As a very qualified researcher, I have been working to disprove the Flat Earth Theory, but I have found out so much more than I thought...
History of the Hollow Earth
The idea of a hollowed Earth has appeared in mythology and folklore since the dawn of humanity, becoming the realm of the Greek Underworld, Christian Hell, Nordic Svartalfar, among others. There is even a mention of a subterranean city called Shamballa in one Buddhist story.
Depending which mythology you read, there are multiple cavern systems in the world that will connect to the universal concept of the underworld. Often times, these caverns form the mystic gateways that allow demons, spirits and other such creatures to escape into our world.
The idea of the hollow earth was first put forth into potential science by Edmond Halley in 1692. Imagine the earth looking somewhat like the inner rings of a tree. Each of the lines that are formed would be the inner layers of the earth, each having their own atmosphere, life and landmasses. Each of these inner spheres of the Earth, each a mini-planet in and of itself, would rotate at its own rate, on its own axis, which causes the anomalies with compasses in certain points of the world.
Other ideas for the interior removed the idea of multiple layers for one layer with an sun at the core of the Earth, providing light for the subterranean world, or even two twin suns in the interior.
Despite the hypothesis of an underground realm of potential for life, there has been a large amount of scientific data to prove that the Earth has a mantle, outer core and inner core. But does that really disprove anything? We haven't ever actually drilled all the way to any of these other layers, we haven't even broken out of our crust.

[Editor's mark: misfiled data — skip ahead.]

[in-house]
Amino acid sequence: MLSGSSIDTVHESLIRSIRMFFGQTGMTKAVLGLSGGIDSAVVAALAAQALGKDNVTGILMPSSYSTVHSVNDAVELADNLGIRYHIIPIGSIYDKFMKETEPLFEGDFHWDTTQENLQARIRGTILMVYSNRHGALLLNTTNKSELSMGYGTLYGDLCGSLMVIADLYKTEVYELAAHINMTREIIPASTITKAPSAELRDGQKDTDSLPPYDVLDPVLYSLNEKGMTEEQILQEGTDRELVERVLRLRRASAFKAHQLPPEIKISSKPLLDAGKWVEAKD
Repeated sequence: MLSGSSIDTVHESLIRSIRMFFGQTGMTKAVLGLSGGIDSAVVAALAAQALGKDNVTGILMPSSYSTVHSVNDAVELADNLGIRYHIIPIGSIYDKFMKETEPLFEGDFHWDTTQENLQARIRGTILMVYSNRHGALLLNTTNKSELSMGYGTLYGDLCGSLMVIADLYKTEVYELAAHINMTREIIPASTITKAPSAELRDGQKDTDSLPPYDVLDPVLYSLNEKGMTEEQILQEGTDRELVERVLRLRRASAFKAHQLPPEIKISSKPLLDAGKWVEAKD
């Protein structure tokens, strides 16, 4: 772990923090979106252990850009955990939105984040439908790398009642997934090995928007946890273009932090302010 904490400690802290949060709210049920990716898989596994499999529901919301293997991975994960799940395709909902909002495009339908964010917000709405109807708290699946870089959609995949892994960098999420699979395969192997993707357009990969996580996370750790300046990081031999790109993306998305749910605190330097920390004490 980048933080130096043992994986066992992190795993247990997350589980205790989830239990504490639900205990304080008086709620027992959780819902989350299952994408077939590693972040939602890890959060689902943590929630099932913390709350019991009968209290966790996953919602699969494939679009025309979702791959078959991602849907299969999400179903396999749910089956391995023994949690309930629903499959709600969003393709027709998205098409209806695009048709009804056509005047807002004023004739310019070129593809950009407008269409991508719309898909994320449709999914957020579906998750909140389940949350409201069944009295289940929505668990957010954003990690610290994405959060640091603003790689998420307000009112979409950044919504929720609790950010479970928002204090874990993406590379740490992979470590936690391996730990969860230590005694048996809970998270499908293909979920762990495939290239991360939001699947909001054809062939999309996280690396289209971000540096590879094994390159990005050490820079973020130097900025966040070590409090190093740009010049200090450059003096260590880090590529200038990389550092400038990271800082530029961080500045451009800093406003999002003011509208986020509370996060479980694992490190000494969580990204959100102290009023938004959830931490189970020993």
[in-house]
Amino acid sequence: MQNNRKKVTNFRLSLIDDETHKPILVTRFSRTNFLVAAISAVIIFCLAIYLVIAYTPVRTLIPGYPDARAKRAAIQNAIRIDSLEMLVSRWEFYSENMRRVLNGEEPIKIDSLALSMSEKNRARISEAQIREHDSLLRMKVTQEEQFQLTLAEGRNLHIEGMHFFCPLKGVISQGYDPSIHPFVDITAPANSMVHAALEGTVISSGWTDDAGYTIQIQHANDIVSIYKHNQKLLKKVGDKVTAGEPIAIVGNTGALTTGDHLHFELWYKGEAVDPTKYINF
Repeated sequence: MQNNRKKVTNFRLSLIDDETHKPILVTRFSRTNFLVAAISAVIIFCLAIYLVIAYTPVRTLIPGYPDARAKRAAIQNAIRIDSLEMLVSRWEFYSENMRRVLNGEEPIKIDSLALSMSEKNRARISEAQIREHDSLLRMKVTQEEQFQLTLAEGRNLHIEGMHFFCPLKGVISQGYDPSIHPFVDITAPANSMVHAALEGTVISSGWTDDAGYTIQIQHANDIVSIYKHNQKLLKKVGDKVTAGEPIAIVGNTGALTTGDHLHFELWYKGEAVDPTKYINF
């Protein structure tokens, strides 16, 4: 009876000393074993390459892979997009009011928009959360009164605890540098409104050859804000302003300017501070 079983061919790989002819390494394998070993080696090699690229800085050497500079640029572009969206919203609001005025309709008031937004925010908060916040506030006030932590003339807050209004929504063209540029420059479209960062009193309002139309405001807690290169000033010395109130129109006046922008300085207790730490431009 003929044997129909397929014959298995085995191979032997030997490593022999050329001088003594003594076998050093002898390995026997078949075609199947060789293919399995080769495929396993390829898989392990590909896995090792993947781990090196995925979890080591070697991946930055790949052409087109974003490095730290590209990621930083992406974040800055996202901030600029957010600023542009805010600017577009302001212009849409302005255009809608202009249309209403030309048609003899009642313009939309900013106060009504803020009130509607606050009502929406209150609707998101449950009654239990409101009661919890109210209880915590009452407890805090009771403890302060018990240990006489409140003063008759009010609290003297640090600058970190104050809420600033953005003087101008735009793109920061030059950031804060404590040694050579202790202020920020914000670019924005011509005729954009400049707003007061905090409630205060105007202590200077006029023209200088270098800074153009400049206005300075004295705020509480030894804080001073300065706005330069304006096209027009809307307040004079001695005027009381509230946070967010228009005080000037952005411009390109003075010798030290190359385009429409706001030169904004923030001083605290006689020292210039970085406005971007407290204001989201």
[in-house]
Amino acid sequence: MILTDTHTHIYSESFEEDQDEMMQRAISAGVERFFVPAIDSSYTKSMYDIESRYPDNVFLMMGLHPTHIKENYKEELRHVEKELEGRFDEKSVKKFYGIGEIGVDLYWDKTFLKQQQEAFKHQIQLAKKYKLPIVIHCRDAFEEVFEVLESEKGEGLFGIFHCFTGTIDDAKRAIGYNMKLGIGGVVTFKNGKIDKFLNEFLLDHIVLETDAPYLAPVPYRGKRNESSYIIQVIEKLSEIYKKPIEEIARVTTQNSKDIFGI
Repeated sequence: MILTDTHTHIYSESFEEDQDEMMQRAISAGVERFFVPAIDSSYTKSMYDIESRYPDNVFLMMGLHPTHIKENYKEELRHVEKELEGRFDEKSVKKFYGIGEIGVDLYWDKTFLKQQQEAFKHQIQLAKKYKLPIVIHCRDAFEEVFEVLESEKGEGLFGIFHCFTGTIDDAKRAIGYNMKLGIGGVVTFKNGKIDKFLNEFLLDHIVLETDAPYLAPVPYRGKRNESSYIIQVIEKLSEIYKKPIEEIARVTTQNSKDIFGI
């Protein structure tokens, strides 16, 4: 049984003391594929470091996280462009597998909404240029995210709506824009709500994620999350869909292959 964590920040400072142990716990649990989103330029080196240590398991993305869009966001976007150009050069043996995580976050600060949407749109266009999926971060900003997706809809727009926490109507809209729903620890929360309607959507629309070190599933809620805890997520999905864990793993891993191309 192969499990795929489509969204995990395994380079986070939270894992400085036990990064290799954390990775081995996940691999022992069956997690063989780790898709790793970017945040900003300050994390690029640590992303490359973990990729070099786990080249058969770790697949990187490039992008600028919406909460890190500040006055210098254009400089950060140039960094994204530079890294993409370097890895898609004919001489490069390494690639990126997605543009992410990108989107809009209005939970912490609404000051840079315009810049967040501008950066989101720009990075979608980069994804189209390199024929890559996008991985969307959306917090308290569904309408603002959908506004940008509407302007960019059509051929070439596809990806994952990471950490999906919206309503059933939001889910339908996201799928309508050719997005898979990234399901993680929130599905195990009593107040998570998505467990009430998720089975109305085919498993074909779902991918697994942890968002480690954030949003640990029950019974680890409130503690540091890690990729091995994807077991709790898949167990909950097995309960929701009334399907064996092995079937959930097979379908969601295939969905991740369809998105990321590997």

The concept of the hollowed planet has been used in pop culture in books and films such as Journey to the Center of the Earth, Dante's Inferno and Ice Age: Dawn of the Dinosaurs, which leads me to beg the question, why is it too outrageous to think that it's impossible to have another layer of the Earth?
Flat Earth vs Hollow Earth
Recently the idea of the Flat Earth has come up into popular culture, for reasons that I don't fully understand. The Flat Earthers (as the name implies) believe that the earth is flat, much like the world from Terry Pratchet's Discworld. Now, the Flat Earthers probably don't believe that the flat Earth is on the back of a quartet of elephants on the back of a giant turtle floating through space (or do you? I don't want to be ignorant), but they do strongly believe in the flat Earth. Now, there has been significant proof against the flat earth for centuries (thank you, Christopher Columbus), but for some reason, it has gotten a cult following once again.
While I don't know for certain that the Earth is round (although I'm inclined to believe it is), I do have to wonder why there isn't a more vocal group of Hollow Earthers. As I mentioned above, there really isn't any way for us to prove that there isn't something between the Earth's crust and the mantle. Who is to say?